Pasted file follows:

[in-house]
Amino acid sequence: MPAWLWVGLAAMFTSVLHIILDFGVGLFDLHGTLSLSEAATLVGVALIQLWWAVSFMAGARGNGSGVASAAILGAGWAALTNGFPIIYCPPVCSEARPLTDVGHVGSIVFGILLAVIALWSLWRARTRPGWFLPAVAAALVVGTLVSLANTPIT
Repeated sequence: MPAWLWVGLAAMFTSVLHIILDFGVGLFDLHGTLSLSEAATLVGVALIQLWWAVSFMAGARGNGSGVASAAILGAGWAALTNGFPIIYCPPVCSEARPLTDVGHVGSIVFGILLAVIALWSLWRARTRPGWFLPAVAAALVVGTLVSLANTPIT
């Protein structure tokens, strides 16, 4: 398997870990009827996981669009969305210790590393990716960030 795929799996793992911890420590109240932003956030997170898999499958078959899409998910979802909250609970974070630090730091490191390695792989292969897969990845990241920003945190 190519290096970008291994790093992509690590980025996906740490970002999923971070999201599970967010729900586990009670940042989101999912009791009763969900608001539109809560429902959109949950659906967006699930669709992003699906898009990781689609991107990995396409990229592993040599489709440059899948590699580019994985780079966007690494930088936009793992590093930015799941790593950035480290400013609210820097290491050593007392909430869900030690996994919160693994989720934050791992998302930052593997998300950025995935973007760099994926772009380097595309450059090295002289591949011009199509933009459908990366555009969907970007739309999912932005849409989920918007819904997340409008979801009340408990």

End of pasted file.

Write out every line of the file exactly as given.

[in-house]
Amino acid sequence: MPAWLWVGLAAMFTSVLHIILDFGVGLFDLHGTLSLSEAATLVGVALIQLWWAVSFMAGARGNGSGVASAAILGAGWAALTNGFPIIYCPPVCSEARPLTDVGHVGSIVFGILLAVIALWSLWRARTRPGWFLPAVAAALVVGTLVSLANTPIT
Repeated sequence: MPAWLWVGLAAMFTSVLHIILDFGVGLFDLHGTLSLSEAATLVGVALIQLWWAVSFMAGARGNGSGVASAAILGAGWAALTNGFPIIYCPPVCSEARPLTDVGHVGSIVFGILLAVIALWSLWRARTRPGWFLPAVAAALVVGTLVSLANTPIT
């Protein structure tokens, strides 16, 4: 398997870990009827996981669009969305210790590393990716960030 795929799996793992911890420590109240932003956030997170898999499958078959899409998910979802909250609970974070630090730091490191390695792989292969897969990845990241920003945190 190519290096970008291994790093992509690590980025996906740490970002999923971070999201599970967010729900586990009670940042989101999912009791009763969900608001539109809560429902959109949950659906967006699930669709992003699906898009990781689609991107990995396409990229592993040599489709440059899948590699580019994985780079966007690494930088936009793992590093930015799941790593950035480290400013609210820097290491050593007392909430869900030690996994919160693994989720934050791992998302930052593997998300950025995935973007760099994926772009380097595309450059090295002289591949011009199509933009459908990366555009969907970007739309999912932005849409989920918007819904997340409008979801009340408990």